Although there is evidence of a Bronze Age trading port at nearby Mount Batten, it was only in the Middle Ages that the area around the mouth of the Plym became established as a town and port. The first naval dockyard opened in 1690 nearby on the banks of the Tamar and the settlement that grew up became 'Dock' and later 'Devonport'. 'Plymouth' was the area around the old Sutton Harbour, while 'East Stonehouse' (sometimes just 'Stonehouse') was the settlement that grew up around Stonehouse Creek. Only in 1914 did the 'Three Towns' formally merge to form modern Plymouth. Plymouth was awarded city status by Royal Charter fourteen years later.

Plymouth is a major retail destination, particularly since the opening of the Drake Circus Shopping Centre in 2006. The city's Theatre Royal is the largest and best attended regional producing theatre in the UK. Not surprisingly for a city with such a large population of sailors and students, Plymouth is also notable for its nightlife.

Many of the older parts of the city were devastated by bombing raids during the Second World War. One area that survived largely intact was the area around the medieval Sutton Harbour, known for centuries as The Barbican. Here you'll find the National Marine Aquarium, the Plymouth Gin Distillery (where the world famous Plymouth Gin has been made since 1793) and the Mayflower Steps near the spot where the Pilgrim Fathers finally left England for the New World in 1620. The artist Beryl Cook is closely associated with the Dolphin Hotel public house while Robert Lenkiewicz had his studio here from 1973 until his death in 2002. Overlooking the harbour is the Royal Citadel, a 17th century fortress now home to 29 Commando Regiment of the Royal Artillery.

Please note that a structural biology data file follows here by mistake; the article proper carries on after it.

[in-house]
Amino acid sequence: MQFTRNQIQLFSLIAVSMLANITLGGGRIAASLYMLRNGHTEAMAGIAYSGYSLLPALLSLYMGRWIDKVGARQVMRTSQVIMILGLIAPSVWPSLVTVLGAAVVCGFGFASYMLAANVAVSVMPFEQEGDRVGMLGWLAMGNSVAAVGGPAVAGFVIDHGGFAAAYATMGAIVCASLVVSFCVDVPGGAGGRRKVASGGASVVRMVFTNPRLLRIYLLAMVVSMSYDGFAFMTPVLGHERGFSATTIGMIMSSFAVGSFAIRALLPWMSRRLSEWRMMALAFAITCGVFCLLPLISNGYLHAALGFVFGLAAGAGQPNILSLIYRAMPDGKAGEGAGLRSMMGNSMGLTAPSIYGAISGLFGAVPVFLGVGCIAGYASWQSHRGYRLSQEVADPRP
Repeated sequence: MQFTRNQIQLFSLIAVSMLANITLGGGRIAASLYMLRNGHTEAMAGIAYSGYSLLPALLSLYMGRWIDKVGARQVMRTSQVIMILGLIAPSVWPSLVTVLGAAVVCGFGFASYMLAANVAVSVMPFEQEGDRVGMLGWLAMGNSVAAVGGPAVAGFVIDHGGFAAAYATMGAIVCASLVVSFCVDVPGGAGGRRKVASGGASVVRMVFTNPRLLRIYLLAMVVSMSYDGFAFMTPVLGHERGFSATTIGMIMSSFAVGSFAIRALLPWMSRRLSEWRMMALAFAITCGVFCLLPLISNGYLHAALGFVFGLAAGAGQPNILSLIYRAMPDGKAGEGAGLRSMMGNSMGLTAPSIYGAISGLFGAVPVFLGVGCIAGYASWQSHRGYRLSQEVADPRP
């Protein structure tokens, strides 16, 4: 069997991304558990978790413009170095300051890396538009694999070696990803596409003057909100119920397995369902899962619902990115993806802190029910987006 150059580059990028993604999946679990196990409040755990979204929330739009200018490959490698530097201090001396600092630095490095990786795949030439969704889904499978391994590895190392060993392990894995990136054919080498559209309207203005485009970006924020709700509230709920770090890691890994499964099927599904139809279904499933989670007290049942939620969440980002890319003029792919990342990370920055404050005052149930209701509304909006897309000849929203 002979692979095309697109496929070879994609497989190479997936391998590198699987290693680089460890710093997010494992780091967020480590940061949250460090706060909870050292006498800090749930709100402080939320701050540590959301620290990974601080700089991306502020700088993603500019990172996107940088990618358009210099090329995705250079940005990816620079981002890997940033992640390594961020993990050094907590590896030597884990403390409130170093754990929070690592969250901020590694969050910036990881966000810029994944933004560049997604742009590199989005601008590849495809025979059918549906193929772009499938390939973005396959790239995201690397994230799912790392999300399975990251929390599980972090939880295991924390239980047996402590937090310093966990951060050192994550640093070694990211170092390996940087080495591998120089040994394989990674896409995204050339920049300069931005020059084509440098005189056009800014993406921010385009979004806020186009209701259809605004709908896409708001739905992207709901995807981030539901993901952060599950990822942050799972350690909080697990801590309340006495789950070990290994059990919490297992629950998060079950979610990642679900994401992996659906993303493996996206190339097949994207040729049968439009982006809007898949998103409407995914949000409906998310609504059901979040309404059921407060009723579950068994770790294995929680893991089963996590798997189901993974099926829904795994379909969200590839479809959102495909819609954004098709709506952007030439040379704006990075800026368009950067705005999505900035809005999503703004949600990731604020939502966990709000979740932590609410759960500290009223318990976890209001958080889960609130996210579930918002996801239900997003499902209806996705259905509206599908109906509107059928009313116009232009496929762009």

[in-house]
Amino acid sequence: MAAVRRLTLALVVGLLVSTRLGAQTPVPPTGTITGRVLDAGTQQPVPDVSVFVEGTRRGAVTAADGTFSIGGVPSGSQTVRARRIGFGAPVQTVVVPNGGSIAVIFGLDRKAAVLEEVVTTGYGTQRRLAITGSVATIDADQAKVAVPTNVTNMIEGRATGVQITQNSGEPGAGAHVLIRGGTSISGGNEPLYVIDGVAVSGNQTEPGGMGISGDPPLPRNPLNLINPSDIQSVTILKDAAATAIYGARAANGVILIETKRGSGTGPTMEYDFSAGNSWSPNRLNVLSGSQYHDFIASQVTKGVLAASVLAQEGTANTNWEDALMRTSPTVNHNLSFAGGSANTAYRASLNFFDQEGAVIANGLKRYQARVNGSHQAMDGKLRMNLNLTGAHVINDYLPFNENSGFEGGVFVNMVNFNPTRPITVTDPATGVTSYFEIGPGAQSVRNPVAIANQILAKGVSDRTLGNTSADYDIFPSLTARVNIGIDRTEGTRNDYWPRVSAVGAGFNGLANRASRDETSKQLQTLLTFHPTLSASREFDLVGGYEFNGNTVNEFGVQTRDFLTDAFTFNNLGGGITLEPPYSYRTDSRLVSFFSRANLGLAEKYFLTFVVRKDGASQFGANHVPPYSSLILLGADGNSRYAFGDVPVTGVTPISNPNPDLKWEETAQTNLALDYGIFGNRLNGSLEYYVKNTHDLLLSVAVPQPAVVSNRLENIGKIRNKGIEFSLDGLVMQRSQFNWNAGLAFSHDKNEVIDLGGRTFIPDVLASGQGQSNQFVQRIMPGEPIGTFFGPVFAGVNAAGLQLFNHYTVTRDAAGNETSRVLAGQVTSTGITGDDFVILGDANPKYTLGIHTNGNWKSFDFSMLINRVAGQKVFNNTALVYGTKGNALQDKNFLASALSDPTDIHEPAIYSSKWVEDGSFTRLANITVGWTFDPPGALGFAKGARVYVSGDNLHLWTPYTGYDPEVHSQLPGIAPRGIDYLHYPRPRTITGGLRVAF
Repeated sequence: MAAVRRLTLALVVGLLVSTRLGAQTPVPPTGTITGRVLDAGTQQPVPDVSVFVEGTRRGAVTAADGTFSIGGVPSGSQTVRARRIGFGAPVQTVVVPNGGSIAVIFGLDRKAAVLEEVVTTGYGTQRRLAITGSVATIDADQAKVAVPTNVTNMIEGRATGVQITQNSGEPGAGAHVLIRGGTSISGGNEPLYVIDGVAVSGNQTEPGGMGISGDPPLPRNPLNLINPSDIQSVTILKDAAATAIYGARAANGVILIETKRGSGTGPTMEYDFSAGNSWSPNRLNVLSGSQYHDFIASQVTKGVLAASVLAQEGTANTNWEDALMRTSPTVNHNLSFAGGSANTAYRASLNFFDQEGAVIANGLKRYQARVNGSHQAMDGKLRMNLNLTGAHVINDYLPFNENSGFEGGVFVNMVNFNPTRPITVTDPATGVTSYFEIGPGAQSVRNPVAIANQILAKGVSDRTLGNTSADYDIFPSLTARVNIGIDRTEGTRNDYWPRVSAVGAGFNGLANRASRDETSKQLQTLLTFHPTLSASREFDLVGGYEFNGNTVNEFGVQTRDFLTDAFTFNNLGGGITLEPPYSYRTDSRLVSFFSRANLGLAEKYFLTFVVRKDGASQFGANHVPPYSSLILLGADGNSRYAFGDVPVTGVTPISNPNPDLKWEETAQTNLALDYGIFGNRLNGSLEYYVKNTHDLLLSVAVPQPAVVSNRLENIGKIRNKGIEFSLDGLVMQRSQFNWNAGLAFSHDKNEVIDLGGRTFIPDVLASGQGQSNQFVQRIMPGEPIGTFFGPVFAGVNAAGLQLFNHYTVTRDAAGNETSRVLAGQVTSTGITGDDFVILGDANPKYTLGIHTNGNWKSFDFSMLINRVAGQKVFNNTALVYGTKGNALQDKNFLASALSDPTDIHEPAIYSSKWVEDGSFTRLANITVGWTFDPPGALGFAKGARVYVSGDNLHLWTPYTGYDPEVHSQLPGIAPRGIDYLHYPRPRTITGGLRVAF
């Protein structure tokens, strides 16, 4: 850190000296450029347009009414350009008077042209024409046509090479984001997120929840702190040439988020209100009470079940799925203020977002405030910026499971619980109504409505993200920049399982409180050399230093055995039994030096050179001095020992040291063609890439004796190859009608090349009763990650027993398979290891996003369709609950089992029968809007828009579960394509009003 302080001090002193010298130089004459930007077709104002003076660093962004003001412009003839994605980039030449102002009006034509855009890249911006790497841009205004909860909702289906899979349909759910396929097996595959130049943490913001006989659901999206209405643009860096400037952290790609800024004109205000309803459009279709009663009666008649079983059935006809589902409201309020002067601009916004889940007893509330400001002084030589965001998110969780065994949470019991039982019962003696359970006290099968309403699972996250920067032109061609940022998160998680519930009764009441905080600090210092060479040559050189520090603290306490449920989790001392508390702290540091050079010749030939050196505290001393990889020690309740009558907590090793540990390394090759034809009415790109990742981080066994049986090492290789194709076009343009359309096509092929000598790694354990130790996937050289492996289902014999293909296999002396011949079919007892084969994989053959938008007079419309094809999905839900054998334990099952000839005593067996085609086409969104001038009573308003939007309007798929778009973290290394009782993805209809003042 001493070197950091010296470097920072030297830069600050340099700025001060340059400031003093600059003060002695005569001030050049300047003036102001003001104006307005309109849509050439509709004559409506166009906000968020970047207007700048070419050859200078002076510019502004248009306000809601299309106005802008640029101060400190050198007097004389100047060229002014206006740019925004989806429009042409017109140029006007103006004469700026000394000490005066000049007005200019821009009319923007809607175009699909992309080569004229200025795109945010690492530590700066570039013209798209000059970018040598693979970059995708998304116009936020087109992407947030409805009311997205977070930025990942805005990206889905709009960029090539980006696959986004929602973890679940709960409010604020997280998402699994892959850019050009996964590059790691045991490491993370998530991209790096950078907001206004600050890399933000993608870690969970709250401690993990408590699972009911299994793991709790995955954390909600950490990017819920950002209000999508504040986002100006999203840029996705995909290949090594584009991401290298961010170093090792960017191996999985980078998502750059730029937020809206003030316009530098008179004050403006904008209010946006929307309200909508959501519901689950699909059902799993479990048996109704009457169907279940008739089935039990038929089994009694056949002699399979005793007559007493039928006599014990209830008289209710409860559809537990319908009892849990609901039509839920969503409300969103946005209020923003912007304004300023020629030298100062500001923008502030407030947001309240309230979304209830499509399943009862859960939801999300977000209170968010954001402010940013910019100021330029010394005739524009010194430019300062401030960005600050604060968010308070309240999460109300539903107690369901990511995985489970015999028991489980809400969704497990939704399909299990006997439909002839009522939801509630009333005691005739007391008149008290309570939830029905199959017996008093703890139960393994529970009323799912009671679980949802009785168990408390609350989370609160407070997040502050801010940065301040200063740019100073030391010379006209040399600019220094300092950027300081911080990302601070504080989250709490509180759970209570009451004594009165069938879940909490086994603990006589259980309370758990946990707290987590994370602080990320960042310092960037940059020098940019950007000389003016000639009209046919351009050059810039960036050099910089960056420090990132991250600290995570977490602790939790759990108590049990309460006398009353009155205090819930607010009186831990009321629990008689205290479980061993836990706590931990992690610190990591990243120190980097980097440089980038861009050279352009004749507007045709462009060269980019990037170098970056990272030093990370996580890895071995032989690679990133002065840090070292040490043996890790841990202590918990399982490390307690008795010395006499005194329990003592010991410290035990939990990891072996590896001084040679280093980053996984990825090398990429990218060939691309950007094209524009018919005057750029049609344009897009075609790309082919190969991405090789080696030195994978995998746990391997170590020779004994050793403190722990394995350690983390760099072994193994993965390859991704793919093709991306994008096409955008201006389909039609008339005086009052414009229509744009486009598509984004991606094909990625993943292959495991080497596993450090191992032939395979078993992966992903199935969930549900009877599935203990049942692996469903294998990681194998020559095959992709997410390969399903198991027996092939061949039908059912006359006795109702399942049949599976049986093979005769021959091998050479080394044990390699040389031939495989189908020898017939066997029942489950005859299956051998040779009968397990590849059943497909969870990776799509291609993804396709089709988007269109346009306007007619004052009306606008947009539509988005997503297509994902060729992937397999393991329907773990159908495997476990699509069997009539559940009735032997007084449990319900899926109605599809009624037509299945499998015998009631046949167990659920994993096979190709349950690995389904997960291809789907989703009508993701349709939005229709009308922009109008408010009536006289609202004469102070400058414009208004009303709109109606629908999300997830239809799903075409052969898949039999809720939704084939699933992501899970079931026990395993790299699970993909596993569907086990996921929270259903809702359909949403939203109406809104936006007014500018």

Just along the shore from the Barbican is Plymouth Hoe, an open space overlooking the natural harbour of Plymouth Sound. The Hoe is a popular spot for picnics and sunbathing in the summer. Prominent landmarks are the red-and-white striped former lighthouse of Smeaton's Tower (formerly the Eddystone Lighthouse before it was moved onshore stone by stone in 1877) and the Tinside Lido, a unique 1935 Art Deco open air seawater swimming pool that was refurbished and reopened in 2005. According to legend, it was on the Hoe that Sir Francis Drake played a game of bowls before sailing out to fight the invading Spanish Armada. The Hoe also hosts the British Firework Championships every August, which always attracts massive crowds.